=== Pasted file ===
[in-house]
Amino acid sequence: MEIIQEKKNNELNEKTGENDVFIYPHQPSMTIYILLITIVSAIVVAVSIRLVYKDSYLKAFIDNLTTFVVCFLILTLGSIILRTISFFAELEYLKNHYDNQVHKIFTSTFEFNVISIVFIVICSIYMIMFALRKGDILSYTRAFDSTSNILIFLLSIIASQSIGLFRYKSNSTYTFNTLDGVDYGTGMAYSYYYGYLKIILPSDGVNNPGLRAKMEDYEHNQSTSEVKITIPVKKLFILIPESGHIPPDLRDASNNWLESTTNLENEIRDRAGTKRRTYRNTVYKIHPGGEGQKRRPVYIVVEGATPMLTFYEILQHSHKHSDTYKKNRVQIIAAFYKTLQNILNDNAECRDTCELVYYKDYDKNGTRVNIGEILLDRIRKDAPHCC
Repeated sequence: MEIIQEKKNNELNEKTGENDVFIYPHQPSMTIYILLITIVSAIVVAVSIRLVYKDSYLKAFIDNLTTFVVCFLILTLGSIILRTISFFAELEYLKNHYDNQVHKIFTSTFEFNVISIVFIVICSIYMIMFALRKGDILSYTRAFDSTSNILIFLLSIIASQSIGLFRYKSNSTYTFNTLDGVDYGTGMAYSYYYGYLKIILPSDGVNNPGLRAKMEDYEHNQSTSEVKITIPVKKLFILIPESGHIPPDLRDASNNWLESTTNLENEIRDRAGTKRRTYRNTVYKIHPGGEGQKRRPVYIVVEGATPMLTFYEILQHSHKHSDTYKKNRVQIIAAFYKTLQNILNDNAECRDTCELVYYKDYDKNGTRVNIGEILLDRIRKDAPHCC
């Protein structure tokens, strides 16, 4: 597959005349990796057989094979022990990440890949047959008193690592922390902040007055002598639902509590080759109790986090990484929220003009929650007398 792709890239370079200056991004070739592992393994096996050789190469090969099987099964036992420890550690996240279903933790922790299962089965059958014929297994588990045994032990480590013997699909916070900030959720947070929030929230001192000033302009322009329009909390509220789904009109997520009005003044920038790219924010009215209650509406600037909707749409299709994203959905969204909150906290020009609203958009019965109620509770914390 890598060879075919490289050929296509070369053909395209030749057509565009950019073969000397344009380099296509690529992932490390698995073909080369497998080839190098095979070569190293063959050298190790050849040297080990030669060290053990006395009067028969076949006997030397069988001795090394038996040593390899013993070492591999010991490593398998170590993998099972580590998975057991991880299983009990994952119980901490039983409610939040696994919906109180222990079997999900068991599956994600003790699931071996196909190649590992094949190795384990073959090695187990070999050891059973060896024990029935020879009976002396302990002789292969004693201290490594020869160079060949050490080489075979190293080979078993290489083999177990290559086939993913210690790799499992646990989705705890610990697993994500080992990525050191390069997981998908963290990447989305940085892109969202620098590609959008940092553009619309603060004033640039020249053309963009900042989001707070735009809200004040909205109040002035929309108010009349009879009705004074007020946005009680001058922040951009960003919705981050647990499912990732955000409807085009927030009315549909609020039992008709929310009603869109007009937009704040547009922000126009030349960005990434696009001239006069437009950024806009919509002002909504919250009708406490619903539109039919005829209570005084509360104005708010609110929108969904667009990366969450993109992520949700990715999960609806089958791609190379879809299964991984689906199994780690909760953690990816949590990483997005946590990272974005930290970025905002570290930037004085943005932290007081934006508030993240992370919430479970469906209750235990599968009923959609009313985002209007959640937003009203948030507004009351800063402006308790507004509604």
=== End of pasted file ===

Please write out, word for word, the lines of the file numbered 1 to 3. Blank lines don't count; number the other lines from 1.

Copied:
[in-house]
Amino acid sequence: MEIIQEKKNNELNEKTGENDVFIYPHQPSMTIYILLITIVSAIVVAVSIRLVYKDSYLKAFIDNLTTFVVCFLILTLGSIILRTISFFAELEYLKNHYDNQVHKIFTSTFEFNVISIVFIVICSIYMIMFALRKGDILSYTRAFDSTSNILIFLLSIIASQSIGLFRYKSNSTYTFNTLDGVDYGTGMAYSYYYGYLKIILPSDGVNNPGLRAKMEDYEHNQSTSEVKITIPVKKLFILIPESGHIPPDLRDASNNWLESTTNLENEIRDRAGTKRRTYRNTVYKIHPGGEGQKRRPVYIVVEGATPMLTFYEILQHSHKHSDTYKKNRVQIIAAFYKTLQNILNDNAECRDTCELVYYKDYDKNGTRVNIGEILLDRIRKDAPHCC
Repeated sequence: MEIIQEKKNNELNEKTGENDVFIYPHQPSMTIYILLITIVSAIVVAVSIRLVYKDSYLKAFIDNLTTFVVCFLILTLGSIILRTISFFAELEYLKNHYDNQVHKIFTSTFEFNVISIVFIVICSIYMIMFALRKGDILSYTRAFDSTSNILIFLLSIIASQSIGLFRYKSNSTYTFNTLDGVDYGTGMAYSYYYGYLKIILPSDGVNNPGLRAKMEDYEHNQSTSEVKITIPVKKLFILIPESGHIPPDLRDASNNWLESTTNLENEIRDRAGTKRRTYRNTVYKIHPGGEGQKRRPVYIVVEGATPMLTFYEILQHSHKHSDTYKKNRVQIIAAFYKTLQNILNDNAECRDTCELVYYKDYDKNGTRVNIGEILLDRIRKDAPHCC